Dell Technologies Inc. today announced another refresh to its PowerEdge server lineup, with the addition of 13 new models that incorporate Intel Corp.’s latest 4th Generation Xeon Scalable processors.

The new rack, tower and multi-node PowerEdge servers incorporate Dell’s latest engineering and software advancements to accelerate performance and improve reliability for computing across on-premises data centers, public clouds and the network edge.

Intel’s 4th Generation Xeon Scalable central processing units were announced earlier this month and are said to deliver a significant leap in data center performance and efficiency with enhanced security and new capabilities for artificial intelligence, the cloud, the network and the edge. Uniquely, Intel said, the new CPUs offer workload-first acceleration and highly optimized software tuned for specific workloads, enabling users to squeeze the right performance at the right power level in order to optimize the total cost of ownership.

In addition, the 4th Gen Xeon processors are said to deliver customers a range of features for managing power and performance. That enables the optimal use of CPU resources to help achieve their sustainability goals, according to Intel.

Among the new PowerEdge servers announced today are the PowerEdge HS5610 and HS5620 systems aimed at cloud service providers managing large-scale, multivendor data centers. The two-socket servers are available in a choice of 1U and 2U form factors with cold aisle serviceable configurations running Dell Open Server Manager, which is an OpenBMC-based system for simplified fleet server management.

Enterprises might be more interested in the PowerEdge R760, which is Dell’s latest generation of Intel CPU-powered servers. They offer up to 2.9 times greater AI inference speeds thanks to the new CPUs, which incorporate Intel Deep Learning Boost and Intel Advanced Matrix extensions.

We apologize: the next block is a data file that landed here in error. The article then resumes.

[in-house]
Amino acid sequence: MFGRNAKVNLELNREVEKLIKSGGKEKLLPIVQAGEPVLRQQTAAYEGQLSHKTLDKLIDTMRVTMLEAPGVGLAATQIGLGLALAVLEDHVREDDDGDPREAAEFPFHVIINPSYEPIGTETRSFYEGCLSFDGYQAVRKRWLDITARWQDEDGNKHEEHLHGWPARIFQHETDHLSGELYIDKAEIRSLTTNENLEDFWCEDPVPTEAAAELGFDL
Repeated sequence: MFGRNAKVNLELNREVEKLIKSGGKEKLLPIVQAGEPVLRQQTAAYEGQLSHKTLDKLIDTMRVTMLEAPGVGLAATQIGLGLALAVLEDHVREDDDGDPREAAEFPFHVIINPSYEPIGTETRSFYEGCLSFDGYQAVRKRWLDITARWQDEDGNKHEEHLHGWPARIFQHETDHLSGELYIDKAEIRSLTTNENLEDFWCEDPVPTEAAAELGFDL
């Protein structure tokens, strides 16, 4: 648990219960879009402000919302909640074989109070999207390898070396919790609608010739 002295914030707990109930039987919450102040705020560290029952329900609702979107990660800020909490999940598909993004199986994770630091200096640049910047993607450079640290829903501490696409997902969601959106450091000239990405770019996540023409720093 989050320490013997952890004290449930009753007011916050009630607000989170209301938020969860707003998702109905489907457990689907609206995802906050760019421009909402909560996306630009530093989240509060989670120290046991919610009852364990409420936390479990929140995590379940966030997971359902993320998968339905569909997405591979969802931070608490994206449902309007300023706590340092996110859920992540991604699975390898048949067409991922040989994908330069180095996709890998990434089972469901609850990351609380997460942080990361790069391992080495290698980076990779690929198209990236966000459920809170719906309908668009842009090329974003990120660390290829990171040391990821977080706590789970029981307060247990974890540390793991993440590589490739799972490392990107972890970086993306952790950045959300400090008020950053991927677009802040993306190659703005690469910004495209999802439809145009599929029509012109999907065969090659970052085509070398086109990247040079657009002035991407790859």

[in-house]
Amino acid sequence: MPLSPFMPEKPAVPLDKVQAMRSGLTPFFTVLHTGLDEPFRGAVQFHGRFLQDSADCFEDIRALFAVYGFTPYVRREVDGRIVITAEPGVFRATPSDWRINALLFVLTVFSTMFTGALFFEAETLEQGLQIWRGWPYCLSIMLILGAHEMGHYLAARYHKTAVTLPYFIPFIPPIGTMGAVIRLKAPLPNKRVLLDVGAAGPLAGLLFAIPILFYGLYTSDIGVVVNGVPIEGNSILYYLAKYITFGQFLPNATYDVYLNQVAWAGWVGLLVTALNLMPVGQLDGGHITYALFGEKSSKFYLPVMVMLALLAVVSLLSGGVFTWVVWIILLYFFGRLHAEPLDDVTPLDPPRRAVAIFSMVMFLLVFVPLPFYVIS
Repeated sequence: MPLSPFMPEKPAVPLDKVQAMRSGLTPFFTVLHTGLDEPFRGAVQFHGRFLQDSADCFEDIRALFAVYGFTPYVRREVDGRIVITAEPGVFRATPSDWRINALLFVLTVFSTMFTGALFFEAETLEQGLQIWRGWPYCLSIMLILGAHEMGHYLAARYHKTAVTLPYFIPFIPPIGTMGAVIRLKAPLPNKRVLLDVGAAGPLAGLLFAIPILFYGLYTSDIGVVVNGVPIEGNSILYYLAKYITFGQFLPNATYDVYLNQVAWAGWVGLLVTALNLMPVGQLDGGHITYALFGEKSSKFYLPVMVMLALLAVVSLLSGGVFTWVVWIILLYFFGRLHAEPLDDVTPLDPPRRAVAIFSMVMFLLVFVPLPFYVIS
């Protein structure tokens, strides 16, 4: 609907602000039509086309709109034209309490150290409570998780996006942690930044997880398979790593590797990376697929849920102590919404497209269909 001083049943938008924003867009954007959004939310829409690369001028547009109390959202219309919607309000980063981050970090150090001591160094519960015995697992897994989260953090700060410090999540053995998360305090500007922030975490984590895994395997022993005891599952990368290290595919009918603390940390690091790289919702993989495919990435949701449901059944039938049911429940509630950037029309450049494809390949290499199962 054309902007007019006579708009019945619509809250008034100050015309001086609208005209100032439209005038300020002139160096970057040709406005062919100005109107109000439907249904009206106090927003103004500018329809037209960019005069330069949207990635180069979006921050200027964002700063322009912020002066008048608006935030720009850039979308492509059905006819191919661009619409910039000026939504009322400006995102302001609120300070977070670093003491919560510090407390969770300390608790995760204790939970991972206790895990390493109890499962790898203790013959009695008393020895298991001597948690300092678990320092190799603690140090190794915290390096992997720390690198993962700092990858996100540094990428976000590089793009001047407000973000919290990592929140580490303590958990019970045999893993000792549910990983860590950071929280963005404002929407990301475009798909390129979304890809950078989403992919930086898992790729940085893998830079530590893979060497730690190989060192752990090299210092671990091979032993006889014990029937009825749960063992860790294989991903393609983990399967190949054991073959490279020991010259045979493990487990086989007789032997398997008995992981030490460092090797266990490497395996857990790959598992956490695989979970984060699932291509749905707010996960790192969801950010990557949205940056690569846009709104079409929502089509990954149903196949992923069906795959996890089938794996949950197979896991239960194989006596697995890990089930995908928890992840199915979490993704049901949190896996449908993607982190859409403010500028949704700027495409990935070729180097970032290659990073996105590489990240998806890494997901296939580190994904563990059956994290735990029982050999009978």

What’s more, Dell claims a 20% performance boost in virtual desktop infrastructure performance, and more than 50% for SAP Sales & Distribution, compared to its previous generation systems. Customers can choose to order the PowerEdge R760 with Nvidia Corp.’s Bluefield-2 data processing units, which provide additional offload, acceleration and workload isolation capabilities.

Jeff Boudreau, president and general manager of Dell’s Infrastructure Solutions Group, said companies choose Dell because it offers easily managed yet powerful, sophisticated and efficient servers with the advanced capabilities they require for business-critical workloads. “Our next-generation Dell PowerEdge servers offer unmatched innovation that raises the bar in power efficiency, performance and reliability,” he insisted.

Dell said it has made a number of improvements to server management through its software enhancements. For instance, the Dell CloudIQ software combines proactive monitoring with machine learning and predictive analytics to generate a comprehensive view of the servers, no matter where they’re located. The software has been updated to provide better server performance forecasting and virtualization visualization capabilities.

As for Dell’s ProDeploy Factory Configuration service, it ensures the PowerEdge servers are ready to install and preconfigured with the customer’s preferred operating system, hypervisor software and settings for RAID, BIOS and iDRAC. Customers can also use the Dell ProDeploy Rack Integration service to have production-ready racked and networked PowerEdge servers installed in data centers that are being expanded or undergoing modernization, Dell said.

Meanwhile, an updated version of the Dell Remote Access Controller makes it easier to deploy and diagnose the PowerEdge services, Dell said. It has additional features such as Certificate Expiry Notice, Telemetry for Dell Consoles and GPU monitoring.

Customers aren’t required to purchase Dell’s latest PowerEdge servers to take advantage of their new capabilities. Dell said it’s offering the new lineup as part of an expanded Dell APEX service. This enables customers to use Dell’s latest hardware on an “as-a-service” basis and avoid costs associated with overprovisioning for their compute needs.

Later in the year, Dell said, it will expand the APEX portfolio to include bare metal compute services on-premises, at the edge or in colocation facilities. Customers will then be able to choose the most optimal configuration of servers for their unique workload requirements. Those servers will then be available with a predictable, monthly subscription, with simplified configuration via the APEX Console, Dell added.

The new PowerEdge R760 servers will be available globally in February, while the PowerEdge HD5620 and HS5610 servers will go on sale in April. Those, and additional new servers launching later this year, will be made available through the APEX service in the second half of 2023.

Image: Dell

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